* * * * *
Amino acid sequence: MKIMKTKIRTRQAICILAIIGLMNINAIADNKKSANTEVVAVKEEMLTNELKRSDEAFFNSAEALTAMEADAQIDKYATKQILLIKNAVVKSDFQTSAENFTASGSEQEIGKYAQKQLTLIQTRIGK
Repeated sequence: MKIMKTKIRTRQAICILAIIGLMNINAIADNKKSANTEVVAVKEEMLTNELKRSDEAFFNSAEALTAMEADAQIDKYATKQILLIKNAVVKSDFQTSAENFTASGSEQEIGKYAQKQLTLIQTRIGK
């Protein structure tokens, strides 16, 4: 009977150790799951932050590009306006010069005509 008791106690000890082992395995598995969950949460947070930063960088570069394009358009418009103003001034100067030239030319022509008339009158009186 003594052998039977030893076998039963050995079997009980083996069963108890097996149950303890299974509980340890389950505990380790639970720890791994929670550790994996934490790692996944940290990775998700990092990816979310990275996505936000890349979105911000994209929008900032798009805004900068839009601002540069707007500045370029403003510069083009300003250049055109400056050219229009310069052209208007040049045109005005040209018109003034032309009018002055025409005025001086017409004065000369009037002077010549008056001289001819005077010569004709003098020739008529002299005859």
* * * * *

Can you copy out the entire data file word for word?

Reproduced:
Amino acid sequence: MKIMKTKIRTRQAICILAIIGLMNINAIADNKKSANTEVVAVKEEMLTNELKRSDEAFFNSAEALTAMEADAQIDKYATKQILLIKNAVVKSDFQTSAENFTASGSEQEIGKYAQKQLTLIQTRIGK
Repeated sequence: MKIMKTKIRTRQAICILAIIGLMNINAIADNKKSANTEVVAVKEEMLTNELKRSDEAFFNSAEALTAMEADAQIDKYATKQILLIKNAVVKSDFQTSAENFTASGSEQEIGKYAQKQLTLIQTRIGK
């Protein structure tokens, strides 16, 4: 009977150790799951932050590009306006010069005509 008791106690000890082992395995598995969950949460947070930063960088570069394009358009418009103003001034100067030239030319022509008339009158009186 003594052998039977030893076998039963050995079997009980083996069963108890097996149950303890299974509980340890389950505990380790639970720890791994929670550790994996934490790692996944940290990775998700990092990816979310990275996505936000890349979105911000994209929008900032798009805004900068839009601002540069707007500045370029403003510069083009300003250049055109400056050219229009310069052209208007040049045109005005040209018109003034032309009018002055025409005025001086017409004065000369009037002077010549008056001289001819005077010569004709003098020739008529002299005859």